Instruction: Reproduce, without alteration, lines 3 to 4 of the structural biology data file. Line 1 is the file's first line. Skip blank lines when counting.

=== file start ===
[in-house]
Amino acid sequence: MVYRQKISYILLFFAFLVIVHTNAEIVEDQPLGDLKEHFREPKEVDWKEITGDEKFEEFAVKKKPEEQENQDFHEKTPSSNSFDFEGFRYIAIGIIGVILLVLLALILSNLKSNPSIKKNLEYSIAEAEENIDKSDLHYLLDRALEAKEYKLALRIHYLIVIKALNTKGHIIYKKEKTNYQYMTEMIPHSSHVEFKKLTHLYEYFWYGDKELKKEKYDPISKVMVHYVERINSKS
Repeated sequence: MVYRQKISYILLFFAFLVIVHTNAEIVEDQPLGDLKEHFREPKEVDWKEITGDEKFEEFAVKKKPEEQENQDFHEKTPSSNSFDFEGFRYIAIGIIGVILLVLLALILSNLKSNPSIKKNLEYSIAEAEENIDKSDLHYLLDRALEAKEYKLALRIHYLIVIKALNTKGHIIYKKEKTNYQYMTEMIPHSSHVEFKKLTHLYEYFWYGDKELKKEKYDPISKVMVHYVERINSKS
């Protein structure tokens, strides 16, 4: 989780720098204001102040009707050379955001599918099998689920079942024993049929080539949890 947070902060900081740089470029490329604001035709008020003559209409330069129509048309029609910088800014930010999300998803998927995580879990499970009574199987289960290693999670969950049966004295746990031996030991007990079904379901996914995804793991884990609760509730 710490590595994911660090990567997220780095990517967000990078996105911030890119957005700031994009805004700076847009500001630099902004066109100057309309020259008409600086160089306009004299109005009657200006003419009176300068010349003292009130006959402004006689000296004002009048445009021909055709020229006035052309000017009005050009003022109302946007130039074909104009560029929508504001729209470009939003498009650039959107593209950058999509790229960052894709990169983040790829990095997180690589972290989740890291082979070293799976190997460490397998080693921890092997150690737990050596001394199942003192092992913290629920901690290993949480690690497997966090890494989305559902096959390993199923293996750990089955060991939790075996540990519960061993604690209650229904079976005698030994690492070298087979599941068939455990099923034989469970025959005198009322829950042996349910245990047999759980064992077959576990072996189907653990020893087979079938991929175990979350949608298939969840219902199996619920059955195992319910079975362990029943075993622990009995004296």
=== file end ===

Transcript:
Repeated sequence: MVYRQKISYILLFFAFLVIVHTNAEIVEDQPLGDLKEHFREPKEVDWKEITGDEKFEEFAVKKKPEEQENQDFHEKTPSSNSFDFEGFRYIAIGIIGVILLVLLALILSNLKSNPSIKKNLEYSIAEAEENIDKSDLHYLLDRALEAKEYKLALRIHYLIVIKALNTKGHIIYKKEKTNYQYMTEMIPHSSHVEFKKLTHLYEYFWYGDKELKKEKYDPISKVMVHYVERINSKS
């Protein structure tokens, strides 16, 4: 989780720098204001102040009707050379955001599918099998689920079942024993049929080539949890 947070902060900081740089470029490329604001035709008020003559209409330069129509048309029609910088800014930010999300998803998927995580879990499970009574199987289960290693999670969950049966004295746990031996030991007990079904379901996914995804793991884990609760509730 710490590595994911660090990567997220780095990517967000990078996105911030890119957005700031994009805004700076847009500001630099902004066109100057309309020259008409600086160089306009004299109005009657200006003419009176300068010349003292009130006959402004006689000296004002009048445009021909055709020229006035052309000017009005050009003022109302946007130039074909104009560029929508504001729209470009939003498009650039959107593209950058999509790229960052894709990169983040790829990095997180690589972290989740890291082979070293799976190997460490397998080693921890092997150690737990050596001394199942003192092992913290629920901690290993949480690690497997966090890494989305559902096959390993199923293996750990089955060991939790075996540990519960061993604690209650229904079976005698030994690492070298087979599941068939455990099923034989469970025959005198009322829950042996349910245990047999759980064992077959576990072996189907653990020893087979079938991929175990979350949608298939969840219902199996619920059955195992319910079975362990029943075993622990009995004296």